|By Gina Smith, The Island Packet (Hilton Head Island, S.C.)|
|McClatchy-Tribune Information Services|
It's been nearly a year since
Their work is finally getting some attention -- and legislative traction.
Davis hopes to introduce a bill soon.
Statewide, premiums have risen 71 percent during the last decade and are nearly three times higher than in 1996.
In fact, Ferguson says even though the state's coast, particularly in
"It's a serious, serious problem. It's a crisis," said Ferguson, a retired
AND A DRAG ON SALES
Inflated rates damage Lowcountry home sales and the area's economy in general, according to
"This perceived threat of hurricanes affects tourism and home buyers because people are afraid there is more hurricane risk than there actually is," he said, offering examples of clients who have hesitated to move to the area and retirees who have settled elsewhere because of high premiums.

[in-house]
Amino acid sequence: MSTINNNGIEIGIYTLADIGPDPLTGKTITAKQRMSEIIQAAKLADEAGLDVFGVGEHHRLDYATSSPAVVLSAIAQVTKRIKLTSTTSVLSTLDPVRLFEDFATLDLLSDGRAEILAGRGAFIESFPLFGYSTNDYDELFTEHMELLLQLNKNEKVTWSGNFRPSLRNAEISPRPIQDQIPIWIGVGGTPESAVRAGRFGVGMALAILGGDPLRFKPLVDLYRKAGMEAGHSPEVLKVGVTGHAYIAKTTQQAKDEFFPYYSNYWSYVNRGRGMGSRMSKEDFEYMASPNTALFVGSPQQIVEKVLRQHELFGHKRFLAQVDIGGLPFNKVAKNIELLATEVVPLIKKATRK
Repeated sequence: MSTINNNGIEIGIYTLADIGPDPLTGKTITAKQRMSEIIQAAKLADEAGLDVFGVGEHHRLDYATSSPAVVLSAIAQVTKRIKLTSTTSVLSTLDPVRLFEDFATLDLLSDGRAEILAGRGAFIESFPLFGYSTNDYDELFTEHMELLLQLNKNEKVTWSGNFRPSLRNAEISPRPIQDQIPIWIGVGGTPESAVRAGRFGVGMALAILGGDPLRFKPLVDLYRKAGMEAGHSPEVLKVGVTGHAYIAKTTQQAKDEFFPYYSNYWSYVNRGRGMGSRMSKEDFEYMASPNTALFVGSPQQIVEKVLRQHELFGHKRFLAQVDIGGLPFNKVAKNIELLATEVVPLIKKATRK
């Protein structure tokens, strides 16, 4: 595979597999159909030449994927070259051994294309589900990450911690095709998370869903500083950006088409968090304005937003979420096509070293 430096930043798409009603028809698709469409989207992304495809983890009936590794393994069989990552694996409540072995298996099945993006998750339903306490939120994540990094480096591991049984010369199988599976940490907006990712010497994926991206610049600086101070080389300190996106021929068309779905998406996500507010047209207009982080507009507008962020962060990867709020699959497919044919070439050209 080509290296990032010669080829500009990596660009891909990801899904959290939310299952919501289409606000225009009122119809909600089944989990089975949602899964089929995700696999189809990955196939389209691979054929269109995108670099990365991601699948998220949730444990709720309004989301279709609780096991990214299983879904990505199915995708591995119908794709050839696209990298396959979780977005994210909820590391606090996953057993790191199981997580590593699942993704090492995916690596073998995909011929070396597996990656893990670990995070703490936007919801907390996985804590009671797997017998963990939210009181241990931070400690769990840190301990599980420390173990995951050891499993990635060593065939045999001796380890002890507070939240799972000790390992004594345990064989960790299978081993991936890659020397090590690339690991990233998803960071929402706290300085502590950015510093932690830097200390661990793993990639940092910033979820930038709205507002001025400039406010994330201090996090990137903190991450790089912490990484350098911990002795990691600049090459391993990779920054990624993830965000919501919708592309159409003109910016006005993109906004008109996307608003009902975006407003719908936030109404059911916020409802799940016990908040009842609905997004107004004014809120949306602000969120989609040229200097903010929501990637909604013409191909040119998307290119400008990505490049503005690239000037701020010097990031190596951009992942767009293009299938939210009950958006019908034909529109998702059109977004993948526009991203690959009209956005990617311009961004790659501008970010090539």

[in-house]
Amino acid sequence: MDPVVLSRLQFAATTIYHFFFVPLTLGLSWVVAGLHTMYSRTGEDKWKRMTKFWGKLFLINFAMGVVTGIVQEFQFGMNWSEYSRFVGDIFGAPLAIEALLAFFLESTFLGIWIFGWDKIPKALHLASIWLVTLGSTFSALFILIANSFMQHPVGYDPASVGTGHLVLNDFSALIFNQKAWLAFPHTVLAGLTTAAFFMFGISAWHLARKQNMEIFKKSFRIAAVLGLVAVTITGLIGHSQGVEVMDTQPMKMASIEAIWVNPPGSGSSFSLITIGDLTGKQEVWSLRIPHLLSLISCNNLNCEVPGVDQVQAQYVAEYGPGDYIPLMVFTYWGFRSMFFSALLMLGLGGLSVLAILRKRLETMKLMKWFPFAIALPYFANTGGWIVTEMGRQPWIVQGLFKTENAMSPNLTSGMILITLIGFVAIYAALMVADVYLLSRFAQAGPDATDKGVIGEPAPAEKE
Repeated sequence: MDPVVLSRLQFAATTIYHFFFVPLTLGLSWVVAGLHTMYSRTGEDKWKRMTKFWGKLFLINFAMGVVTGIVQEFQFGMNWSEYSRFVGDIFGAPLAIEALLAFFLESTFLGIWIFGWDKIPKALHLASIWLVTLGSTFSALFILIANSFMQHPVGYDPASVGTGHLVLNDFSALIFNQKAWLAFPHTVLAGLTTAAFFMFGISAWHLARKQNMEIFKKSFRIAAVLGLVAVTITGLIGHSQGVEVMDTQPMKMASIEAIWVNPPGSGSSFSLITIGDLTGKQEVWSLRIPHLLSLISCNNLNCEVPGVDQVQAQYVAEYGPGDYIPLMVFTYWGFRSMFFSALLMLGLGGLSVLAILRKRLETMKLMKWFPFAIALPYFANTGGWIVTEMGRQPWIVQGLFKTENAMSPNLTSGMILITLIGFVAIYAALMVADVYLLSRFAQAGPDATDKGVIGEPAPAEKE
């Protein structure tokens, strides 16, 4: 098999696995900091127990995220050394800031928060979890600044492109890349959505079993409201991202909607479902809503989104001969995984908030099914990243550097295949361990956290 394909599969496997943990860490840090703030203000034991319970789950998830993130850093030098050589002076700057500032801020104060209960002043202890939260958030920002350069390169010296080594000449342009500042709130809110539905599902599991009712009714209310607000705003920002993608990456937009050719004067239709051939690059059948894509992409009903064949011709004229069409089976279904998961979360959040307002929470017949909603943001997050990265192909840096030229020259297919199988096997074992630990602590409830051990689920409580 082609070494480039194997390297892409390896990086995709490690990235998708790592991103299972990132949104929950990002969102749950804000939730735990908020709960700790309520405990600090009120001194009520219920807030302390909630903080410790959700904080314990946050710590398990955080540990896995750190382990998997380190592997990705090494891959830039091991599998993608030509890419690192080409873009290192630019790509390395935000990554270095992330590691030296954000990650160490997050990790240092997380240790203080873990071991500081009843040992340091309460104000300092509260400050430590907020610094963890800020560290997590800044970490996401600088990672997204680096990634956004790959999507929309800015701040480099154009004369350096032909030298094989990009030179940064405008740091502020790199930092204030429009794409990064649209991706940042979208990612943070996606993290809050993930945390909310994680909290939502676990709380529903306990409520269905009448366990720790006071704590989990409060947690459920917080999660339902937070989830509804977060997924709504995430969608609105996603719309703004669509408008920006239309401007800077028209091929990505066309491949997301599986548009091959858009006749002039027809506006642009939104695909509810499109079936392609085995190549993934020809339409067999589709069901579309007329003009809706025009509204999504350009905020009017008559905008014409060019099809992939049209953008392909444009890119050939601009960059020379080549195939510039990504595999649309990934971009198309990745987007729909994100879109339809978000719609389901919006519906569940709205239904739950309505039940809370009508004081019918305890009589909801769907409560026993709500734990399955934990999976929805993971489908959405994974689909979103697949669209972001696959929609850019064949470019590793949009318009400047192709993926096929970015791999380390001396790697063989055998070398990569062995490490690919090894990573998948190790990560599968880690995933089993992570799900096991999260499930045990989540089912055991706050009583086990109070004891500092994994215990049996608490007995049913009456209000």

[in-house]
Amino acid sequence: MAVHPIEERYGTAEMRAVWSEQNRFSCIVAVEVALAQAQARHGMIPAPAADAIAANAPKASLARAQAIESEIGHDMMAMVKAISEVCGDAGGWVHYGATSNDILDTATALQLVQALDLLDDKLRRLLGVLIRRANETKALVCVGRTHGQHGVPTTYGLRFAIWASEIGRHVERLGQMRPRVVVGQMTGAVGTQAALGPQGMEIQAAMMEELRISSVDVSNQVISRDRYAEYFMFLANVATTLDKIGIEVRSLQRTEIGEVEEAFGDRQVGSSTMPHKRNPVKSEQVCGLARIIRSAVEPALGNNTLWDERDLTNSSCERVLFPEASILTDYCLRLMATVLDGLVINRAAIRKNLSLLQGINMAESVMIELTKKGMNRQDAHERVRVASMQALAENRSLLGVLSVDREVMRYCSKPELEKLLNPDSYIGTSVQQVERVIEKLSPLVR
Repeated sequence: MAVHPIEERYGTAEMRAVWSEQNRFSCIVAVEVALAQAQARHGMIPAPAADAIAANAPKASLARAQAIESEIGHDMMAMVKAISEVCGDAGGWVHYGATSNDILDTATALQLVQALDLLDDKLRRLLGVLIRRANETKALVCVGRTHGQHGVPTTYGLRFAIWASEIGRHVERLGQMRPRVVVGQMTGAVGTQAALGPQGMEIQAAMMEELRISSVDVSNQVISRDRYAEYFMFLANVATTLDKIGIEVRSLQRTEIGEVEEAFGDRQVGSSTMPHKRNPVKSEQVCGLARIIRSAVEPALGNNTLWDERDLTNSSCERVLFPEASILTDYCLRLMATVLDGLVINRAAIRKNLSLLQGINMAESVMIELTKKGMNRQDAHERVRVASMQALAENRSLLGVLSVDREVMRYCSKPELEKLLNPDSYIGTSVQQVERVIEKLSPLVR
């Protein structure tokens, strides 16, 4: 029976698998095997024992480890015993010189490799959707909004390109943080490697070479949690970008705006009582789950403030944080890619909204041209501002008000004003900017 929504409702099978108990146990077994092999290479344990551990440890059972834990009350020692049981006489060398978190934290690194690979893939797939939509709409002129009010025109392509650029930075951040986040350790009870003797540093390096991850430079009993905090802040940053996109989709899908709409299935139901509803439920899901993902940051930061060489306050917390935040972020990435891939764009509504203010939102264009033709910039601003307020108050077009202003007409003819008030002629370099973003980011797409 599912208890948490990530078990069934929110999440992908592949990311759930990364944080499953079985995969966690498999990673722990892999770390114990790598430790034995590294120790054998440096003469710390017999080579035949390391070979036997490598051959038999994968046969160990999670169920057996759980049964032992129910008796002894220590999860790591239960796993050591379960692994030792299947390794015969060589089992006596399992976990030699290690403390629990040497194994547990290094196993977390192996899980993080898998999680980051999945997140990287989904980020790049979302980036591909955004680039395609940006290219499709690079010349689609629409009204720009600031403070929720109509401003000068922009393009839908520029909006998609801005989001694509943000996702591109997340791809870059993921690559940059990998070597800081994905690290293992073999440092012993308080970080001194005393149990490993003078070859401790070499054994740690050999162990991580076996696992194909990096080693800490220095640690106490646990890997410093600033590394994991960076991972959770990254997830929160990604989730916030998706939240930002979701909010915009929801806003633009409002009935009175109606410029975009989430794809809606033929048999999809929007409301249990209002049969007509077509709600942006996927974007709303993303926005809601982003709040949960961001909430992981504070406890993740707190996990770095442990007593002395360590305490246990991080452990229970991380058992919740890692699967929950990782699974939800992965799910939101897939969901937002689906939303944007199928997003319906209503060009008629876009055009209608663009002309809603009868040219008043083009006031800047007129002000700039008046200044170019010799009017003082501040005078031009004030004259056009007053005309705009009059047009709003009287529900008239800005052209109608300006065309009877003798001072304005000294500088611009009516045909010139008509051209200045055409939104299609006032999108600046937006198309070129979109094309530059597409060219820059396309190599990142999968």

Attempts Thursday and Friday to reach Farmer for comment were unsuccessful. However, his spokeswoman,
"Director Farmer and the department are not only concerned about reducing the cost of coastal property insurance, but are also concerned about the availability of coastal property insurance," she said.
Farmer told senators during his confirmation hearing that premiums matched the risks being assumed by insurance companies. Later, however, he said he would make rate reduction a priority.
A spokesman for Gov.
STATE'S STOP-GAP MEASURE
In the aftermath of Hurricane Katrina, many insurance companies either substantially increased premiums for wind-damage coverage or stopped writing such policies altogether in states considered to be prone to hurricanes.
To help residents find coverage,